The status of Tigers in India was released in the 4th cycle of All India Tiger Estimate 2018 on the Global Tiger Day 2019. India recorded a major increase in the number of wildcats in this country.
Why is it in the news?
India has made a new Guinness Record for conducting the world’s largest camera trap wildlife survey. Camera traps were placed in 26,838 locations across 141 different sites and surveyed an effective area of 121,337 square kilometres.
To know the measures taken for Tiger Conservation in India, candidates can visit the linked article.
Further in this article, we shall discuss the Tiger Census Report and its conclusions in detail along with the current status of the animal in India. IAS Exam aspirants must carefully analyse the data given below as questions based on the same may be asked in the civil services exam.
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About Tiger Census Report
- The National Tiger Conservation Authority (NTCA) in collaboration with the State Forest Departments, Conservation NGOs and coordinated by the Wildlife Institute of India (WII), conducts a National assessment for the “Status of Tigers, Co-predators, Prey and their Habitat” every four years since 2006
- In 2018 and 2019, the 4th cycle of Tiger Estimation was conducted in India. Before this, 3 other cycles of assessment have already been held, of which, 2006 report was peer-reviewed by International experts and the International Union for Conservation of Nature (IUCN)
- The main objective of reviewing the status of Tigers in the country every four years was to ensure that the balance between forest and wildlife is not disrupted. If Tigers were to extinguish it would severely affect the forest and cycle of nature
- The All India Tiger Estimation done quadrennially is steered by the National Tiger Conservation Authority with technical backstopping from the Wildlife Institute of India and implemented by State Forest Departments and partners
Also, visit Importance of Tiger Conservation: RSTV
Status of Tigers in India – Findings Based on Census Report 2018
- As of 2019, India’s Tiger population stands at a total of 2967 which is 70 per cent of the global tiger population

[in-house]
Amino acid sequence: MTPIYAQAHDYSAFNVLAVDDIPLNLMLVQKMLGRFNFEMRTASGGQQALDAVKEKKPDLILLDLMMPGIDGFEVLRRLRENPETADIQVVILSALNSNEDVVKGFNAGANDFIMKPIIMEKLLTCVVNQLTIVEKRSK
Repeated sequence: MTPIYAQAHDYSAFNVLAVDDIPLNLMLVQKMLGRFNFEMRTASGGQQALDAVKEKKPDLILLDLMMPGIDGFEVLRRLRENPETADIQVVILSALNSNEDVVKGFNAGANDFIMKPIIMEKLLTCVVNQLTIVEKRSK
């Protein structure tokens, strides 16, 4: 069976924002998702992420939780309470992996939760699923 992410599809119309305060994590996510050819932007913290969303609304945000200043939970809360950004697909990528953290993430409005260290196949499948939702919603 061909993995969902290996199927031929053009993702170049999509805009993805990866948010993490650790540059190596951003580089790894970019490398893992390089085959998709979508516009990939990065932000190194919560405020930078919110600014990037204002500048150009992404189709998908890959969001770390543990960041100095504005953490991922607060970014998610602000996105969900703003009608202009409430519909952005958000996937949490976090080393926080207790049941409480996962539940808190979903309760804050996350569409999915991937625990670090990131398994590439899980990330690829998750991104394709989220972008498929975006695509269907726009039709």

- In 2006, the count of Tigers in the country was 1411 and with 2967 Tigers by 2019, India successfully fulfilled its resolve of doubling tiger numbers, made at St. Petersburg in 2010, much before the target year of 2022
- The states with the maximum Tiger population included:
- Madhya Pradesh – 526
- Karnataka – 524
- Uttrakhand – 442
- Maharashtra – 312
- It can also be assumed that India has 75% of the global population of Tigers
- While Tamil Nadu’s Sathyamangalam Tiger Reserve registered maximum improvement since the 2014 census, Dampa Reserve in Mizoram and Rajaji Reserve in Uttrakhand had the least Tiger count
- Madhya Pradesh’s Pench Sanctuary and Kerala’s Periyar sanctuary emerged as the best-managed tiger reserves in the country
- Andhra Pradesh, Mizoram and Chattisgarh saw a decline in the number of Tigers since 2014. While the count of other states was either constant or showed a positive trend
- On comparing the data from all four cycles, there has been a constant increase in the count of these striped wildcats after every census. Given below is the total count from all the four Census Reports:
- 2006 -1,411
- 2010 – 1,706
- 2014 – 2,226
- 2018 – 2,967
Government exam aspirants can get the detailed List of National Parks in India at the linked article.
Highlights of Tiger Census Report 2018
- In line with the Digital India Campaign, new technologies and applications were used which made this census tech-savvy. A few of these include:
- For the 4th assessment, mobile applications like M-STrIPES (Monitoring System for Tigers – Intensive Protection and Ecological Status), which uses GPS to geotag photo-evidences, and survey information was used to get the primary field data
- For the automated segregation of camera trap photographs to species using artificial intelligence and neural network models, software like CaTRAT (Camera Trap data Repository and Analysis Tool) was used
- Program ExtractCompare that fingerprints tigers from their stripe patterns were used to count the number of individual tigers (>1 year-old)
- To divide the entire survey into smaller segments, tiger bearing habitats were divided into five major landscapes:
- Shivalik Gangetic plains
- Central India and the Eastern Ghats
- Western Ghats
- North Eastern Hills and Brahmaputra Flood Plains
- The details about the area and wideness of the survey are as follows:
|Area of forests surveyed for tiger signs and prey estimation||381,400 sq km|
|Number of Camera Trap Locations in 141 sites||26,838|
|Area Covered by Camera Traps||121,337 sq km|
|Area of Foot Surveys||522,996 km|
|Habitat plots sampled for vegetation and prey||317,958|
|Total number of wildlife photographs taken (Tigers and Leopards combined)||34,858,623|
Measures Taken for Tiger Conservation
India and other countries have taken various measures for the conservation of Tigers. Given below are a few such measures:
- Project Tiger – This was launched on April 1, 1973, and an important movement aimed at the Wildlife conservation of tiger in India.
- Global Tiger Initiative – It was launched in 2008 as a global alliance of governments, international organizations, civil society, the conservation and scientific communities and the private sector, with the aim of working together to save wild tigers from extinction
- Formation of the Global Tiger Initiative Council (GTIC) with two arms – the Global Tiger Forum (GTF) and the Global Snow Leopard and Ecosystem Protection Program (GSLEP)
- More wildlife sanctuaries have been set up across the world to create a safe habitat for the striped wildcat
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